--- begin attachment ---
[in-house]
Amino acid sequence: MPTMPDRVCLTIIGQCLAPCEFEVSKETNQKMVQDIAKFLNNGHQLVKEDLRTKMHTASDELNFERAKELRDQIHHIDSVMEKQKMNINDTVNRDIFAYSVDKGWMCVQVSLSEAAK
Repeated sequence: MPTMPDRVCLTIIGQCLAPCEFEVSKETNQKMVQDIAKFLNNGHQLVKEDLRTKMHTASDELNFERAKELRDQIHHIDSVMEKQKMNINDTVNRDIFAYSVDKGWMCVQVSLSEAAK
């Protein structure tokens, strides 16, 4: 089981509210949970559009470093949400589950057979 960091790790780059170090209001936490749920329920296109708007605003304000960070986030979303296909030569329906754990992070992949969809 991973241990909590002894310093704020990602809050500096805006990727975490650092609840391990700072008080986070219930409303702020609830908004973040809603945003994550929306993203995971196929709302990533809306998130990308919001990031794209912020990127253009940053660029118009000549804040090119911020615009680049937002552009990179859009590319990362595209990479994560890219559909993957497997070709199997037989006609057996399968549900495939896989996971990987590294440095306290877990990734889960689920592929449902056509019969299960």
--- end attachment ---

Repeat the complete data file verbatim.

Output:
[in-house]
Amino acid sequence: MPTMPDRVCLTIIGQCLAPCEFEVSKETNQKMVQDIAKFLNNGHQLVKEDLRTKMHTASDELNFERAKELRDQIHHIDSVMEKQKMNINDTVNRDIFAYSVDKGWMCVQVSLSEAAK
Repeated sequence: MPTMPDRVCLTIIGQCLAPCEFEVSKETNQKMVQDIAKFLNNGHQLVKEDLRTKMHTASDELNFERAKELRDQIHHIDSVMEKQKMNINDTVNRDIFAYSVDKGWMCVQVSLSEAAK
């Protein structure tokens, strides 16, 4: 089981509210949970559009470093949400589950057979 960091790790780059170090209001936490749920329920296109708007605003304000960070986030979303296909030569329906754990992070992949969809 991973241990909590002894310093704020990602809050500096805006990727975490650092609840391990700072008080986070219930409303702020609830908004973040809603945003994550929306993203995971196929709302990533809306998130990308919001990031794209912020990127253009940053660029118009000549804040090119911020615009680049937002552009990179859009590319990362595209990479994560890219559909993957497997070709199997037989006609057996399968549900495939896989996971990987590294440095306290877990990734889960689920592929449902056509019969299960």